add_action( ‘wp_ajax_my_action’, ‘my_action’ );

function my_action() {
global $wpdb; // this is how you get access to the database

$whatever = intval( $_POST[‘whatever’] );

$whatever += 10;

      echo $whatever;

wp_die(); // this is required to terminate immediately and return a proper response

You can also create separate JavaScript files for your Ajax actions. You’ll just need to be sure to use the Ajax URL, so the calls don’t get lost. 

How to Use Ajax by Working With an Example Plugin (3 Steps)

If you want to experiment with Ajax, the best way is to build a plugin with it. Fortunately, there are many pieces of example code or bare-bones plugins out there that you can start from. For this example, we’re going to use some downloadable WordPress Plugin Boilerplate sample code.

Step 1: Create the Appropriate File Structures

First, you’ll need to name your plugin and create the appropriate file structures for it. The name must be unique, and not conflict with any other tool in the WordPress Plugin Directory. That’s because when a user uploads your plugin, it will go into their wp-content/plugins/ directory.

Once you’ve decided on a name, you need to create at least the following three files in your own wp-content/plugins/ directory:

  • plugin-name.php
  • plugin-name.js
  • plugin-name.css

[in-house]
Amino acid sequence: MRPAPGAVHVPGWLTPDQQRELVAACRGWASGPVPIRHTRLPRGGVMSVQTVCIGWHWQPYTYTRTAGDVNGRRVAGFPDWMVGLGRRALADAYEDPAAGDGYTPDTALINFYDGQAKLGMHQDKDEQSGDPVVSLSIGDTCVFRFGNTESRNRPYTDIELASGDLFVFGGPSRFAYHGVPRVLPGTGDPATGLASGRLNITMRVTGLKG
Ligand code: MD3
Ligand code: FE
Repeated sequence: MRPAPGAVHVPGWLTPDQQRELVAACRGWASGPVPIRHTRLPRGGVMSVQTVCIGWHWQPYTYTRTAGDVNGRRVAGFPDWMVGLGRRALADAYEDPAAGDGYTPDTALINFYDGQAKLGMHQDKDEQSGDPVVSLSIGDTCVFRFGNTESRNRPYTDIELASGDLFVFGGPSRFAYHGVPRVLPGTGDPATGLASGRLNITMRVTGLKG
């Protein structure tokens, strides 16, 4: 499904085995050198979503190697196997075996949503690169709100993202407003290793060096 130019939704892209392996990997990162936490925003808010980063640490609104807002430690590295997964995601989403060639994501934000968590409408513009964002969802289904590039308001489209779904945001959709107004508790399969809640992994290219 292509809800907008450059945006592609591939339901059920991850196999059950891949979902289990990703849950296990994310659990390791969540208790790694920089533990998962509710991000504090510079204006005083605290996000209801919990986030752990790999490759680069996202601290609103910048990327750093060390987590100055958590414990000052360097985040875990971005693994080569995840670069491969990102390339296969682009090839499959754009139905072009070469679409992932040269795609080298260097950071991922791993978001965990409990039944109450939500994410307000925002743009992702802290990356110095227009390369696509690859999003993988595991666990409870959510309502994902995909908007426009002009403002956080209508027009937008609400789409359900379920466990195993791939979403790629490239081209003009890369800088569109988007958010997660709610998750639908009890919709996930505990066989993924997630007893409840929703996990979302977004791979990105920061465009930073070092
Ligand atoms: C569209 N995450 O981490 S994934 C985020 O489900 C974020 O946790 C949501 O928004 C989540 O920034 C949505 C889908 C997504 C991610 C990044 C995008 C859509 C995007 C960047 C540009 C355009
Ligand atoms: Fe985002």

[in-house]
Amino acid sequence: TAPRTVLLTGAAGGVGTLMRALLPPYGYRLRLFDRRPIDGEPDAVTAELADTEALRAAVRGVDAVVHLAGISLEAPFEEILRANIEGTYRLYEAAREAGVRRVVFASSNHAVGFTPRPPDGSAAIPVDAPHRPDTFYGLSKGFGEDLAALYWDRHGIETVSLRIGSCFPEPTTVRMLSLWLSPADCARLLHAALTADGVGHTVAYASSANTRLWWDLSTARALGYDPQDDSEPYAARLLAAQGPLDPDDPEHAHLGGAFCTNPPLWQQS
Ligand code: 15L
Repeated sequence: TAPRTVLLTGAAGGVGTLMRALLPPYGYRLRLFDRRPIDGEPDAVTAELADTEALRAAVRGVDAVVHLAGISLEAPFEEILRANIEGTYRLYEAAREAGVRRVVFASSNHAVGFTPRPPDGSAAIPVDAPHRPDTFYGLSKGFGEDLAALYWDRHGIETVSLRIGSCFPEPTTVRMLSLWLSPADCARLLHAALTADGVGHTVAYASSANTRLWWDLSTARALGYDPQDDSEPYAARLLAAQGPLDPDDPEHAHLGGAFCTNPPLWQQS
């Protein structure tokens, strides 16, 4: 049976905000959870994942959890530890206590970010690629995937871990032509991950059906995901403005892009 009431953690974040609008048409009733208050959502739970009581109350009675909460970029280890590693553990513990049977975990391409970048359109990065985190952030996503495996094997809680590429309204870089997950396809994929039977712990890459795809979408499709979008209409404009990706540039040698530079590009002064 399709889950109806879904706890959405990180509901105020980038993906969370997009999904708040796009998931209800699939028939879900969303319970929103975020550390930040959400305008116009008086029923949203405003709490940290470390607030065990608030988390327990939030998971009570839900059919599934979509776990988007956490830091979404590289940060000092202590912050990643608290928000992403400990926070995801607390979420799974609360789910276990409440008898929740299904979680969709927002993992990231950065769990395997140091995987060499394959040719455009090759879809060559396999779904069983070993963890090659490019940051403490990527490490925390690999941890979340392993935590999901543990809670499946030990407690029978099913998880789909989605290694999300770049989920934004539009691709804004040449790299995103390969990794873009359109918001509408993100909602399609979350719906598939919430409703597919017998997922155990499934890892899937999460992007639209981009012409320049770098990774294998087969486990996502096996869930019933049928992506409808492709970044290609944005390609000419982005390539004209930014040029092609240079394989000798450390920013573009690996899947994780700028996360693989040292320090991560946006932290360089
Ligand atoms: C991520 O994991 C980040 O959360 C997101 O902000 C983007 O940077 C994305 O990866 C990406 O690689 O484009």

You’ll want to put the .php file in your new plugin’s folder, and create separate subfolders for the JavaScript and CSS files to live in. All the files necessary for your plugin to function will need to be located in the same master folder. 

In the next step, you’ll see that the sample code we’re using comes with pre-created file structures. We think it’s important to understand how to start from scratch, however, and why your files need to be structured a certain way. 

Step 2: Choose Some Sample Code to Start With

Using a sample code file is a good place to start when trying out Ajax on your first plugin. You always want to double-check your sample code, however, to make sure it’s safe and doesn’t contain errors. 

As we mentioned earlier, we’re going to use the WordPress Plugin Boilerplate for our example. This sample code comes packaged with the files you’ll need to complete your plugin.

This sample plugin also adheres to WordPress’ coding and documentation standards. You can download the plugin’s .zip file from the boilerplate website to get started.

Step 3: Hook Actions into Your Code

The plugin sample code we’re using is built with Object-Oriented Programming (OOP). This helps programmers organize their code, and creates an easily sharable and reusable pattern of development.

Plus, the code comes packaged with all the files necessary for plugin development, including the activation and deactivation files in the /includes/ directory. You’ll also find it easy to locate the public-facing and admin-facing files as needed.

Let’s take a look at our sample plugin, by viewing the beginning of the plugin-name.php file: 


 * The plugin bootstrap file
 * This file is read by WordPress to generate the plugin information in the plugin
 * admin area. This file also includes all of the dependencies used by the plugin,
 * registers the activation and deactivation functions, and defines a function
 * registers the activation and deactivation functions, and defines a function